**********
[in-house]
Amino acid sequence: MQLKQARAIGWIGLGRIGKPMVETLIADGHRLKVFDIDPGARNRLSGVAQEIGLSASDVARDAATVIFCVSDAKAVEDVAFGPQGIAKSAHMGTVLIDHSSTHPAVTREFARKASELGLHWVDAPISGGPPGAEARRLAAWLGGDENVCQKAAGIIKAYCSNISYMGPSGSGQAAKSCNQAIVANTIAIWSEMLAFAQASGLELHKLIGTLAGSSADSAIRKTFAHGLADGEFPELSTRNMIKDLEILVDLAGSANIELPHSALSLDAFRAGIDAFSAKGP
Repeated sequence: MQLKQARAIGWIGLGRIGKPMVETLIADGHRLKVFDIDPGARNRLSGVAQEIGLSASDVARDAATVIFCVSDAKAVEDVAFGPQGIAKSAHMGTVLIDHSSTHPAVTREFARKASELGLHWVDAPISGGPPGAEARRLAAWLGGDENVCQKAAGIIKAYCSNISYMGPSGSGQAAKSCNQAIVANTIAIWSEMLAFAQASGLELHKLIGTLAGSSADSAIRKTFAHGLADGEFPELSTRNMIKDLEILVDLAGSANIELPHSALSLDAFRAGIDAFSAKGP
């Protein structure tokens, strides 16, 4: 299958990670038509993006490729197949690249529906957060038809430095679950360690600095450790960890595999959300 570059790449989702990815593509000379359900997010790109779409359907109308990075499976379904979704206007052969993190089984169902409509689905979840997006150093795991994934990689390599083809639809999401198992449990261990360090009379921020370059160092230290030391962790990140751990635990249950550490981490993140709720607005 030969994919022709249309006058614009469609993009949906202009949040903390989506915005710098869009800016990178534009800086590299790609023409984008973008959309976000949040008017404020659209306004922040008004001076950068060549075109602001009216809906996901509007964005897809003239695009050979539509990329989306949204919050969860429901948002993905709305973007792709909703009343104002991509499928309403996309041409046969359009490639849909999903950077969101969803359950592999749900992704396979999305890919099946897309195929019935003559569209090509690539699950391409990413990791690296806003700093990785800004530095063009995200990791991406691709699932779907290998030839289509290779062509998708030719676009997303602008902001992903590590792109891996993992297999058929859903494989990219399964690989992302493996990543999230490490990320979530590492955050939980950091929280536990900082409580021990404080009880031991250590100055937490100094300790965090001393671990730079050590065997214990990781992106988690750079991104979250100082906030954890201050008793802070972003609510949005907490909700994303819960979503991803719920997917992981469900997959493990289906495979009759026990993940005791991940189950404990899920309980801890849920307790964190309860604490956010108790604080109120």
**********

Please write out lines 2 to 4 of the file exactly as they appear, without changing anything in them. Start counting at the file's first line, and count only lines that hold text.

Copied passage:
Amino acid sequence: MQLKQARAIGWIGLGRIGKPMVETLIADGHRLKVFDIDPGARNRLSGVAQEIGLSASDVARDAATVIFCVSDAKAVEDVAFGPQGIAKSAHMGTVLIDHSSTHPAVTREFARKASELGLHWVDAPISGGPPGAEARRLAAWLGGDENVCQKAAGIIKAYCSNISYMGPSGSGQAAKSCNQAIVANTIAIWSEMLAFAQASGLELHKLIGTLAGSSADSAIRKTFAHGLADGEFPELSTRNMIKDLEILVDLAGSANIELPHSALSLDAFRAGIDAFSAKGP
Repeated sequence: MQLKQARAIGWIGLGRIGKPMVETLIADGHRLKVFDIDPGARNRLSGVAQEIGLSASDVARDAATVIFCVSDAKAVEDVAFGPQGIAKSAHMGTVLIDHSSTHPAVTREFARKASELGLHWVDAPISGGPPGAEARRLAAWLGGDENVCQKAAGIIKAYCSNISYMGPSGSGQAAKSCNQAIVANTIAIWSEMLAFAQASGLELHKLIGTLAGSSADSAIRKTFAHGLADGEFPELSTRNMIKDLEILVDLAGSANIELPHSALSLDAFRAGIDAFSAKGP
């Protein structure tokens, strides 16, 4: 299958990670038509993006490729197949690249529906957060038809430095679950360690600095450790960890595999959300 570059790449989702990815593509000379359900997010790109779409359907109308990075499976379904979704206007052969993190089984169902409509689905979840997006150093795991994934990689390599083809639809999401198992449990261990360090009379921020370059160092230290030391962790990140751990635990249950550490981490993140709720607005 030969994919022709249309006058614009469609993009949906202009949040903390989506915005710098869009800016990178534009800086590299790609023409984008973008959309976000949040008017404020659209306004922040008004001076950068060549075109602001009216809906996901509007964005897809003239695009050979539509990329989306949204919050969860429901948002993905709305973007792709909703009343104002991509499928309403996309041409046969359009490639849909999903950077969101969803359950592999749900992704396979999305890919099946897309195929019935003559569209090509690539699950391409990413990791690296806003700093990785800004530095063009995200990791991406691709699932779907290998030839289509290779062509998708030719676009997303602008902001992903590590792109891996993992297999058929859903494989990219399964690989992302493996990543999230490490990320979530590492955050939980950091929280536990900082409580021990404080009880031991250590100055937490100094300790965090001393671990730079050590065997214990990781992106988690750079991104979250100082906030954890201050008793802070972003609510949005907490909700994303819960979503991803719920997917992981469900997959493990289906495979009759026990993940005791991940189950404990899920309980801890849920307790964190309860604490956010108790604080109120």